Well into his sophomore year, Ryan Farrell (’16) faced the frustration of going through school with an improperly diagnosed learning disorder. Although Farrell underwent testing years before, he still entered sophomore year without proper support. “It was frustrating to see other people studying the same amount and working just as hard and getting better grades,” Farrell said.
Students like Farrell find themselves struggling with their learning profiles, stemming from the disparate manner in which these students’ brains learn and process information.
Farrell was eventually re-tested his sophomore year, and his dyslexia was revealed. He describes the effects of dyslexia, by stating that the disorder affects his reading comprehension. “It makes it difficult for me to understand what I am reading, I mean I know how to read without stuttering, but when it goes through my mind I don’t actually know how to comprehend it,” Farrell said.
Nick Wilson (’15) also has dyslexia. For Wilson, dyslexia not only impacts his learning style, but also his performance in school. “I’ve always been a bit shy about reading in class openly. I’d never raise my hand,” he said. “I would never read because I knew I’d screw up, whether it was because I just couldn’t do it or because I was just scared.”
Dyslexia is a learning disorder that causes students to struggle with sounds and symbol correspondence.
While some students in the SLD program have dyslexia, it is not the only learning disorder present within the school. Of the 82 students who are either members of the SLD department or receive testing accommodations, there are a multitude of disorders that are documented.
The learning disorders these students are afflicted by are neurological conditions that impede certain academic and social skills. Learning Specialist and SLD Department Head Roger Smith said that, “when we are thinking about learning disabilities in the school setting we are talking about some kids who on average are processing language differently, whether they are either reading it, listening to it, producing, verbally or if they’re writing it, it’s a more difficult task than [for] the average student,” Smith said.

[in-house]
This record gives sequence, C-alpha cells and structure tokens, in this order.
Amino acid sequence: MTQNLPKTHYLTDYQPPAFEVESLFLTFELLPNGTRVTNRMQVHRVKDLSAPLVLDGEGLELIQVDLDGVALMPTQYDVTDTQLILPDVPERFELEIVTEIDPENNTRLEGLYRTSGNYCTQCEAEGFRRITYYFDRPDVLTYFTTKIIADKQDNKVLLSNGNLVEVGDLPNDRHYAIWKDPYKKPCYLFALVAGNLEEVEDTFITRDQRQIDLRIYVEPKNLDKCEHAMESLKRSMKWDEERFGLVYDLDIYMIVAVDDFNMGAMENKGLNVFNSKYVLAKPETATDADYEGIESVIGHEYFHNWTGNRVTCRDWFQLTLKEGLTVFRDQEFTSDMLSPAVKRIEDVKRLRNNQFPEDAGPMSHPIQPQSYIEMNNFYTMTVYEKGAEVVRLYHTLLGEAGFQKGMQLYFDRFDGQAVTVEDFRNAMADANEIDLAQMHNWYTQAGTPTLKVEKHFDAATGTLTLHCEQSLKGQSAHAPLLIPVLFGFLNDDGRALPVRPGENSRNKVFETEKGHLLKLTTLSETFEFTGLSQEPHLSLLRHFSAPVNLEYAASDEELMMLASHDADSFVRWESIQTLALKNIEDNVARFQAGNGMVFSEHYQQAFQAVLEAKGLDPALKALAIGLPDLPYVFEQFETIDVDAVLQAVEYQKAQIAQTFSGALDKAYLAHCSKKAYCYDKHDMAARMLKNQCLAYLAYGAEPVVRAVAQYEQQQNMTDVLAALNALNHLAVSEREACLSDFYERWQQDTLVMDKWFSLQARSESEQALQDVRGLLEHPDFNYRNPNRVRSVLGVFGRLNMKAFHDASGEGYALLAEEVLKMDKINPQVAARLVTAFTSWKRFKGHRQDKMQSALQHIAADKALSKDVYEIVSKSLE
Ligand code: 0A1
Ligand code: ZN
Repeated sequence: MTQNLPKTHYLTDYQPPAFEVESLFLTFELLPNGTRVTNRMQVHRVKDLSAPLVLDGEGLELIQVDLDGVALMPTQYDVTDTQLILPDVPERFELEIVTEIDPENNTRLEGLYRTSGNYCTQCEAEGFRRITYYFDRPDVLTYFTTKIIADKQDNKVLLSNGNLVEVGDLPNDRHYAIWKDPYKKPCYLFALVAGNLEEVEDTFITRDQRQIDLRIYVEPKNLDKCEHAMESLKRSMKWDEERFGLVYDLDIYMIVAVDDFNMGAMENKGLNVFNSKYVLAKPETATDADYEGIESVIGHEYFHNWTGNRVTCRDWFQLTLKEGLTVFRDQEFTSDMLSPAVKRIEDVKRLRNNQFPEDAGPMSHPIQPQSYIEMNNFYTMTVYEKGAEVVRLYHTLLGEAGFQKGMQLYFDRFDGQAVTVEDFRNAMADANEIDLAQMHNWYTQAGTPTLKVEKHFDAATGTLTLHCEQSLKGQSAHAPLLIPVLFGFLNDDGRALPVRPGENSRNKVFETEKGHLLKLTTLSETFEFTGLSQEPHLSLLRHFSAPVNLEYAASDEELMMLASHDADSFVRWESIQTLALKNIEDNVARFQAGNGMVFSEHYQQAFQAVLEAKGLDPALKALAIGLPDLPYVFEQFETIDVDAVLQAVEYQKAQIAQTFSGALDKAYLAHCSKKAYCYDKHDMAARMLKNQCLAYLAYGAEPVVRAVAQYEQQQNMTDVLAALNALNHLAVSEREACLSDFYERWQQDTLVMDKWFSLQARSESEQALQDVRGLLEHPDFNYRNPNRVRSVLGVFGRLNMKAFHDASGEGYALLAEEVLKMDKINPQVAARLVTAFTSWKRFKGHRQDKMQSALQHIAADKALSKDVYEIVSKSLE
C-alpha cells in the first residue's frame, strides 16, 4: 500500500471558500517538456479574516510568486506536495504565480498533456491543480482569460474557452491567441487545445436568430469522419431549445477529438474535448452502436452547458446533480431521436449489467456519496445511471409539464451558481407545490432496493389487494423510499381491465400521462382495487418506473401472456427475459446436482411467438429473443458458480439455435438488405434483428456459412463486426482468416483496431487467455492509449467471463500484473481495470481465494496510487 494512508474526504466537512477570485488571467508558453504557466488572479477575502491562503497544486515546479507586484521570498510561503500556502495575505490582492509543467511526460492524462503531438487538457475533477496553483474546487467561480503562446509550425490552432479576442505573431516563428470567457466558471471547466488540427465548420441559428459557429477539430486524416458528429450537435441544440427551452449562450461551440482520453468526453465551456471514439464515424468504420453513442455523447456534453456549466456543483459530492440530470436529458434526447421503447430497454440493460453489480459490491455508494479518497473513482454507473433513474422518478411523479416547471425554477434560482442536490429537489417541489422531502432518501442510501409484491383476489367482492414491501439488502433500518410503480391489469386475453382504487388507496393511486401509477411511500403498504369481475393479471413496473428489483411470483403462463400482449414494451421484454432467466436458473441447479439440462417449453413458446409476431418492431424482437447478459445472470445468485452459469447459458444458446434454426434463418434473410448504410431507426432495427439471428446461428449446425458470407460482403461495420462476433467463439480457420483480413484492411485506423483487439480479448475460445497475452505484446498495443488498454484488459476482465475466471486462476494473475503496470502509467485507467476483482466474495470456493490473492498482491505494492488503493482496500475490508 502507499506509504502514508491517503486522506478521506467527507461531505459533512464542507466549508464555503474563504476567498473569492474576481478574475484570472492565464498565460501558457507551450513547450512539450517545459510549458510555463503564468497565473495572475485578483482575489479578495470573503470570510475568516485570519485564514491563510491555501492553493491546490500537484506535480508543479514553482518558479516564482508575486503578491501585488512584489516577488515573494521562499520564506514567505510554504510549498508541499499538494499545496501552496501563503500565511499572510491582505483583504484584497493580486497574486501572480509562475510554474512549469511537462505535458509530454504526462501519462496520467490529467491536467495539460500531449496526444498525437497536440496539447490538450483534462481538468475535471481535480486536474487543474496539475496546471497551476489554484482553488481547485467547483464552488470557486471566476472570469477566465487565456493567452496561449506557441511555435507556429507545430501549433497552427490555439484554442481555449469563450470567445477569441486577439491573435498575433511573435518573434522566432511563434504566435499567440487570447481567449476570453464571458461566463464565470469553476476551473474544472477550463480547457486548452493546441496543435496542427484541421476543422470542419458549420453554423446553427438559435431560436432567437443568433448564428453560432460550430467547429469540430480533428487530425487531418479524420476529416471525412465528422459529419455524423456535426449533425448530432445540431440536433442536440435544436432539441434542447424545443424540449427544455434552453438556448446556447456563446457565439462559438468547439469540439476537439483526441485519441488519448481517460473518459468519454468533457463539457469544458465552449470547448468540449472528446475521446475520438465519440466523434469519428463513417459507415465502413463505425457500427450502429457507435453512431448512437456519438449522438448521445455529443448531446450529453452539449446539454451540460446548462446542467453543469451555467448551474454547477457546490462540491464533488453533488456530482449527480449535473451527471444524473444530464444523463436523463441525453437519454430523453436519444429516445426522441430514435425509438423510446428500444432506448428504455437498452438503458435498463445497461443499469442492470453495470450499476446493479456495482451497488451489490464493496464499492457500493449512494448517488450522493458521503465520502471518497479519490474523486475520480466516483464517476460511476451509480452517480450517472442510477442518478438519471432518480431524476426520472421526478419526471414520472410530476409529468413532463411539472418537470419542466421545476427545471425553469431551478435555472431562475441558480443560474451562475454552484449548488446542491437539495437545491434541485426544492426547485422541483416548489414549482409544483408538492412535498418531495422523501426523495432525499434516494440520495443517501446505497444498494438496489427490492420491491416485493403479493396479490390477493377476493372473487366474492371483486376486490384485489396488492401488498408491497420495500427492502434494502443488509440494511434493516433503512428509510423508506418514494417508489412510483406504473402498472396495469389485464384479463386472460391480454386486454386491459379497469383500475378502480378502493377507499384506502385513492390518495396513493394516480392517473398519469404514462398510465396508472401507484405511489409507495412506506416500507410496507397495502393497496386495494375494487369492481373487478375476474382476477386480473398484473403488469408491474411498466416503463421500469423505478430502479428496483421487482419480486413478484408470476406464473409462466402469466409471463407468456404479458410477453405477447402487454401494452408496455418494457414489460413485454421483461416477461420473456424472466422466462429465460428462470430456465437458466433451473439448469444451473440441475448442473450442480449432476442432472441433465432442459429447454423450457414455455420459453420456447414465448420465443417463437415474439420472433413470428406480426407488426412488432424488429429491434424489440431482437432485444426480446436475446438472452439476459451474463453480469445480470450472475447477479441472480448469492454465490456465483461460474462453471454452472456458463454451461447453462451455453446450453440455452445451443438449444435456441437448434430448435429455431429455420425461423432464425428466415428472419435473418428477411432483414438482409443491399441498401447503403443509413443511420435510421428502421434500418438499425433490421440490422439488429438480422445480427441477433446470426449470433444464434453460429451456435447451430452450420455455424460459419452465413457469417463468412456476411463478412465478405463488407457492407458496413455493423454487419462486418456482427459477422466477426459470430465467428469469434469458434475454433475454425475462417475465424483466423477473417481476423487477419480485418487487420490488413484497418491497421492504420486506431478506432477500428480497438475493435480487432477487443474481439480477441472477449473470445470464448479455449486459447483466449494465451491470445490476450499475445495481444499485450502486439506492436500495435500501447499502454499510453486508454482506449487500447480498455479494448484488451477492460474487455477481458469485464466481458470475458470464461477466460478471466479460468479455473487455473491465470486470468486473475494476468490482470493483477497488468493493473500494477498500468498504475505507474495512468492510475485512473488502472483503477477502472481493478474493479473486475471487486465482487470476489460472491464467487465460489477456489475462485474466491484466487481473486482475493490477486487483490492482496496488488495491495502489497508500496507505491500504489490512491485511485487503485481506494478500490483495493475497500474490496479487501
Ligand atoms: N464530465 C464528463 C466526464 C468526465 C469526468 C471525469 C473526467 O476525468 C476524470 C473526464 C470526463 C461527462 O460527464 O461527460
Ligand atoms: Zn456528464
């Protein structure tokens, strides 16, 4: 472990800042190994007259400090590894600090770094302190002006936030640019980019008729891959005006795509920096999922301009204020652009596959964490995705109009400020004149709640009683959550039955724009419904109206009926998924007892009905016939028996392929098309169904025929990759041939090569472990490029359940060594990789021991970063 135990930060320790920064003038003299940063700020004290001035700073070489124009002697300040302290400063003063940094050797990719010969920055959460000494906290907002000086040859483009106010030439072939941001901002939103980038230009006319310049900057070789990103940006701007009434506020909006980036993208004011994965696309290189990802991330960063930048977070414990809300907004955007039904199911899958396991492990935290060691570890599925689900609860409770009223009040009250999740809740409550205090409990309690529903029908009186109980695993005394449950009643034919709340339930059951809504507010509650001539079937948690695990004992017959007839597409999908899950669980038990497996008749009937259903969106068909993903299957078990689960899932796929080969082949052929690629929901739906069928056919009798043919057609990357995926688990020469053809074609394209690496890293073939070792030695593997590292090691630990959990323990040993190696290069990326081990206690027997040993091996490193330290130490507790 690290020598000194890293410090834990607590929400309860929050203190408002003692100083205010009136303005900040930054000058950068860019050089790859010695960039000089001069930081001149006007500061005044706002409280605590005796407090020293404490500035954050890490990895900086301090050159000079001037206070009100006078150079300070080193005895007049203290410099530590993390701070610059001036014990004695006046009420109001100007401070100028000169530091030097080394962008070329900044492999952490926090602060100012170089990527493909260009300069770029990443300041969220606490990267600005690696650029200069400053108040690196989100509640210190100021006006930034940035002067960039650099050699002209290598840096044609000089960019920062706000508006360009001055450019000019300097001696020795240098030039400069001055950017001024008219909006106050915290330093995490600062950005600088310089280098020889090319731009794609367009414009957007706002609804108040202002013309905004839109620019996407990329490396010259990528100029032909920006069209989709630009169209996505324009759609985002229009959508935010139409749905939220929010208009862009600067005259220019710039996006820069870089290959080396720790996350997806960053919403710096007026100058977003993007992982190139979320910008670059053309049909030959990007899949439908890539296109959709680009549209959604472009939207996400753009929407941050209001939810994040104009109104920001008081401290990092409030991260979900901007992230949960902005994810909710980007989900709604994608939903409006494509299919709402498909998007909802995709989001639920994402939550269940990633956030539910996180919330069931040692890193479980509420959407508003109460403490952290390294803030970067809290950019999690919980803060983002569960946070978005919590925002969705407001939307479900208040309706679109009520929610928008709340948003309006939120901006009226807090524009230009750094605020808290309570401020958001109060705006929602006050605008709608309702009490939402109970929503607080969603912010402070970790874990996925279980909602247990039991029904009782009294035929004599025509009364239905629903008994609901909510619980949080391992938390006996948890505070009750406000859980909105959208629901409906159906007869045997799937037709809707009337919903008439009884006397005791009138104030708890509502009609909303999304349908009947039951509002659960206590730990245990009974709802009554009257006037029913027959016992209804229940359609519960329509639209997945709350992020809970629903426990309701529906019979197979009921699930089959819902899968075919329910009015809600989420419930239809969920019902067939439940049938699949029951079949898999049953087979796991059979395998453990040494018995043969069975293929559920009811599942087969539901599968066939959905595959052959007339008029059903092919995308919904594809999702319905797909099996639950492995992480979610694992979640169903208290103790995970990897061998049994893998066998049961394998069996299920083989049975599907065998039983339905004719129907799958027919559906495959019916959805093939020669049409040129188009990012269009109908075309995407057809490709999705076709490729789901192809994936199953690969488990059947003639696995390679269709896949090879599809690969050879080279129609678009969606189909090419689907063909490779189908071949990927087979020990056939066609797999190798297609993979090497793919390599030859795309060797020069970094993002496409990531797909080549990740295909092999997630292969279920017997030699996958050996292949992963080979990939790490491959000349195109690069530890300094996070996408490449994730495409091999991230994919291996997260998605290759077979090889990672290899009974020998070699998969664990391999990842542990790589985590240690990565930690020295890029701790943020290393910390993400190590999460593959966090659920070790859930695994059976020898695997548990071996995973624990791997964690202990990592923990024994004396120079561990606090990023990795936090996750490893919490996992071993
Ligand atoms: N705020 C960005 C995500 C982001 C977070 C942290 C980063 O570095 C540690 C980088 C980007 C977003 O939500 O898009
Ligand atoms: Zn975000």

When diagnosing a learning disorder, Psychologist and K-12 Student Support Team Department Head Helen Jackson conducts comprehensive testing, analyzing the strengths and weaknesses of a student. One of the many ways Jackson tests for a learning disorder is by comparing a student’s potential to their achievement. Determining a student’s potential is done through an IQ test, and achievement is measured through teacher observation and a range of listening, writing and memory tests.
In the United States, schools adhere to federal law when defining what is a learning disorder by these test scores, however ASL does not follow such strict guidelines. “[At] ASL we are not bound by these laws, and it is much more around what is the statistical significance of that difference between potential and achievement,” Jackson said.
When a student is diagnosed with a learning disorder the school takes certain supportive measures – said measures are typically either enrollment in the SLD program or testing accommodations.